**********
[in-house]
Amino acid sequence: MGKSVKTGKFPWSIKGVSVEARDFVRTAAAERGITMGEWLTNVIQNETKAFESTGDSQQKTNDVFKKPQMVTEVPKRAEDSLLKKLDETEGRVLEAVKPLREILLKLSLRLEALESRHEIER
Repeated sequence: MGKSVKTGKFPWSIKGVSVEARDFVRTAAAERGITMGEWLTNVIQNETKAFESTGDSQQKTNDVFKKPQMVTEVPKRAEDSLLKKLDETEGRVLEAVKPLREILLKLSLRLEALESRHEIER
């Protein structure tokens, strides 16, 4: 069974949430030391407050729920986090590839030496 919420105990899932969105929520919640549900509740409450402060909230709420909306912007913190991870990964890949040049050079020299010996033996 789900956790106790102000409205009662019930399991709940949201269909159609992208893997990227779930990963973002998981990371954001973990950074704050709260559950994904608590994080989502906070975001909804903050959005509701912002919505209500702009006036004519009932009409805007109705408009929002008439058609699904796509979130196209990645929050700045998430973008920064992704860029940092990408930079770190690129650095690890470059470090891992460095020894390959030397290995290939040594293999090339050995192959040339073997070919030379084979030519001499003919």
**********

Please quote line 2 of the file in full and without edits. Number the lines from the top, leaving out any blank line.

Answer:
Amino acid sequence: MGKSVKTGKFPWSIKGVSVEARDFVRTAAAERGITMGEWLTNVIQNETKAFESTGDSQQKTNDVFKKPQMVTEVPKRAEDSLLKKLDETEGRVLEAVKPLREILLKLSLRLEALESRHEIER